During the year 2014-15, HUL spent Rs 4651 lakhs (56.48 per cent of total CSR spending of Rs 8235 lakhs) on project Shakti.
HUL describes the project Shakti in its website as follows:
“HUL provides training on basic accounting, selling skills, health & hygiene and relevant IT skills to Shakti entrepreneurs and equips them with smart phones which have been enabled with a mini Enterprise Resource Package (ERP) which helps them to run their business efficiently and further augment their income. HUL has trained thousands of Shakti Ammas across the villages in a bid to develop an entrepreneurial mindset and make them financially independent and more empowered.
In 2010, the Shakti programme was extended to include ‘Shaktimaans’ who are typically the husbands or brothers of the Shakti Ammas. Shaktimaans complement our Shakti Ammas. They sell products on bicycles in surrounding villages, covering a larger area than Shakti Ammas can cover on foot.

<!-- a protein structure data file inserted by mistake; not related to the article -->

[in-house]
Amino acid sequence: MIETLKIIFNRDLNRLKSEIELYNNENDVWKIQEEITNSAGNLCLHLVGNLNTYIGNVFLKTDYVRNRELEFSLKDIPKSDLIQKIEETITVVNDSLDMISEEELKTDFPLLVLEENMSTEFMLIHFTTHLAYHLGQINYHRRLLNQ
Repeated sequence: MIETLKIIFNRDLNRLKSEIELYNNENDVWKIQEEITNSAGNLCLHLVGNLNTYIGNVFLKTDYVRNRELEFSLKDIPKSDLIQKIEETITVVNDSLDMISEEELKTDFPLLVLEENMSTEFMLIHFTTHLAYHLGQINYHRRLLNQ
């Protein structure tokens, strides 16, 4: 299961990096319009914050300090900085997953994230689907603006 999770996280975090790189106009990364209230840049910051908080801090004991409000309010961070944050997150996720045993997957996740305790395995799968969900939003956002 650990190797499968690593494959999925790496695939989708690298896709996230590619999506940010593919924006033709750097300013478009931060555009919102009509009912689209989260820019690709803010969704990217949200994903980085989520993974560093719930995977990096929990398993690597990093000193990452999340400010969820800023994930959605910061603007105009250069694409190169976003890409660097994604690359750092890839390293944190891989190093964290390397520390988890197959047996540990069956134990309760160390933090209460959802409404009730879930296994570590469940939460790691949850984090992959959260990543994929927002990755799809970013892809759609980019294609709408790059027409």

Today, Project Shakti provides livelihood-enhancing opportunities to over 70,000 Shakti Entrepreneurs who distribute our productions in more than 165,000 villages and reach over four million rural households. There are 48,000 Shaktimaans across India.
HUL’s Project Shakti has become the model to reach out to rural consumers in developing and emerging markets and enabled Unilever to tap opportunity at the bottom of the pyramid.”
Shakti Ammas and Shaktimaans constitute direct rural distribution channel of HUL. Is it appropriate to classify spending on project Shakti as CSR spending?
The empowerment of rural women and men is positive externality created from the HUL's activity of distributing its products at the bottom of the pyramid. Whether the spending should be classified as CSR spending is a contentious issue.